The Run That Back series is a deep dive into some of music’s most popular or underrated projects. Whether it's been 5 years or 50, there’s never a wrong time to "run that back."
Twenty years ago, five badass women— Christina Aguilera, Mýa, Lil’ Kim, Pink and Missy Elliott— came together to make history. It wasn’t just a cover or the lead single from a movie soundtrack, but a moment that many are still begging to be recreated. Allow us to take you back to the days of TRL with the story behind the 2001 chart-topping hit, “Lady Marmalade.”
Originally written and performed by The Eleventh Hour—Kenny Nolan & Bob Crewe— it was popularized by LaBelle, ‘60s female group consisting of Patti LaBelle, Nona Hendryx and Sarah Dash. The 1974 version of “Lady Marmalade” peaked No. 1 on the Billboard Hot 100 and Hot Soul Singles charts in 1975 and spent 18 weeks on the chart. The “infectious recording” is also certified Gold by the RIAA and was recently preserved by the National Recording Registry.
Although the song was covered in 1988 by the British group, All Saints, and remixed by Timbaland for the Dr. Dolittle soundtrack, nothing compares to the distinct 2001 remake, produced by Missy Elliott and Rockwilder. 2001’s “Lady Marmalade” was the lead single from the Moulin Rouge soundtrack and brought together four women during the peak of their careers to remake the timeless hit and top charts yet again. "Lady Marmalade" is one of the rare songs in history to reach No. 1 separately by two different musical acts.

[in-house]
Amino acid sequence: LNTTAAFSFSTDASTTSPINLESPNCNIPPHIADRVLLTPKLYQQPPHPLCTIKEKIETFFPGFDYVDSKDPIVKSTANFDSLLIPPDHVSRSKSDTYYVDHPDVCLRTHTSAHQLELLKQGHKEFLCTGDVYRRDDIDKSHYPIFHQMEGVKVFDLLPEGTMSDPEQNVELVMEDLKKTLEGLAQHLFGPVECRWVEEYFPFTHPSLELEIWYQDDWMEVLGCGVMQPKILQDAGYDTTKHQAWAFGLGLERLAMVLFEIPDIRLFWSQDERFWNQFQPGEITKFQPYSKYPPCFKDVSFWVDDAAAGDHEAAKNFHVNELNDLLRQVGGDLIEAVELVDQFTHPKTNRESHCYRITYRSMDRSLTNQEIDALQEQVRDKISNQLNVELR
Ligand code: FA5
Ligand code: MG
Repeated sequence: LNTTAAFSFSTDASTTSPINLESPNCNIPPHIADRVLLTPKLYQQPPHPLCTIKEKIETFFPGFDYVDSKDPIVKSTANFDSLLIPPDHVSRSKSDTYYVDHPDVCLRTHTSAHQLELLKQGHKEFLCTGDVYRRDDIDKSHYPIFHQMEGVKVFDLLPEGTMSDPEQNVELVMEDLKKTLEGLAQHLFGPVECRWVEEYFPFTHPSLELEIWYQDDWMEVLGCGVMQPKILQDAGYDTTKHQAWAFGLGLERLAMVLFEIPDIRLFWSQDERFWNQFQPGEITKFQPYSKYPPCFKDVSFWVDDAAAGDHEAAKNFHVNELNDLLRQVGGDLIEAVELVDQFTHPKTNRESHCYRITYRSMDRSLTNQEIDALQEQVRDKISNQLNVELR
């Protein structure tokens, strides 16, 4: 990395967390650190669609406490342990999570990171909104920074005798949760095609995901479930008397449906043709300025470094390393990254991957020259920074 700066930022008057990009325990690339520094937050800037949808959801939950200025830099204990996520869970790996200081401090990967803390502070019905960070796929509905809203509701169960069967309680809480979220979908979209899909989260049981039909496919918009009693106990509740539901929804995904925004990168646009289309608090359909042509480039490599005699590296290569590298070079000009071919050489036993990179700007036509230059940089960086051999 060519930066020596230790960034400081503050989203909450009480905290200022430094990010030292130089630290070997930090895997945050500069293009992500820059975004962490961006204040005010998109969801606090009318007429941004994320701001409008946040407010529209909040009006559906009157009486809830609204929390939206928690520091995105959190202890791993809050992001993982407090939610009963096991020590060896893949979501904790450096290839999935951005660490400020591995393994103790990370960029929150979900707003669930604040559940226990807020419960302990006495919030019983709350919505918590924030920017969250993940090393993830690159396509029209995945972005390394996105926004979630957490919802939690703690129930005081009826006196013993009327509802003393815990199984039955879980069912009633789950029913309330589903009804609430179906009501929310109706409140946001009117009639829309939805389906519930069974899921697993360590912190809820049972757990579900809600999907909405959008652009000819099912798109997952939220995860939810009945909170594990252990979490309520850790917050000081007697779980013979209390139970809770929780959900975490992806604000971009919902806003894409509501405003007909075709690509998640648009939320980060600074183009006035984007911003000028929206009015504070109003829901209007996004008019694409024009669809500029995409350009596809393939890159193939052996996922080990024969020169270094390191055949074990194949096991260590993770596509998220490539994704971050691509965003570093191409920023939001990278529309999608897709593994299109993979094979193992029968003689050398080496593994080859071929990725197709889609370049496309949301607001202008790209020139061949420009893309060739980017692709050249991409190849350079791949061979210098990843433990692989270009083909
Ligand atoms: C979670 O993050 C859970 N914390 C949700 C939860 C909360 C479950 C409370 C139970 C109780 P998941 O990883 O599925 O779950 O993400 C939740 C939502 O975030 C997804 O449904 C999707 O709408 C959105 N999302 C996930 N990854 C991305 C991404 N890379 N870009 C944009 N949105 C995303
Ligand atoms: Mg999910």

Journalist Bianca Gracie expressed the remake “highlighted each artist’s signature style: Lil Kim’s raunchy raps, Pink’s soulful tone, Mya’s sultry coos, and Aguilera’s theatrical vocal runs.” In a recent interview with Cosmo, Elliott reflected on her process behind bringing the collaboration to life. “We wanted to showcase each of the ‘four badass chicks from the Moulin Rouge’ bringing together their different skills and personas into a true celebration of diversity, talent, and female unity,” she stated.
According to Cosmo, the four artists recorded their vocals separately, but came together in-person for the first time for the video shoot, which took two days. Despite some rumored tension, they all did what had to be done. Aguilera expressed, “I think the overall goal was to go big or go home.” Mýa recalled, “the moment was very empowering, because women are usually pitted against each other, especially in entertainment. There was none of that, to my recollection. It was truly about coming together, being women, being slightly over the top, expressing ourselves, and exuding our bold approach to being sexual beings.”
The standout single spent five weeks topping the Billboard Hot 100 chart and garnered itself a GRAMMY win for Best Pop Collaboration with Vocals. Not to mention they were all able to perform “Lady Marmalade” at the 2002 GRAMMYs, alongside Patti LaBelle.
The empowering visual has amassed over 385M views and counting, winning both Best Video of the Year and Best Video from a Film at the MTV VMAs. Twenty years later, the track is one of biggest hits for each its leading lady and is still doing numbers— surpassing 200M streams on Spotify, as of August 2020. And let's not pretend like you don't still swear you're fluent in French singing, "voulez-vous coucher avec moi, ce soir?," even if you don't know what it means. It's okay we were all there.
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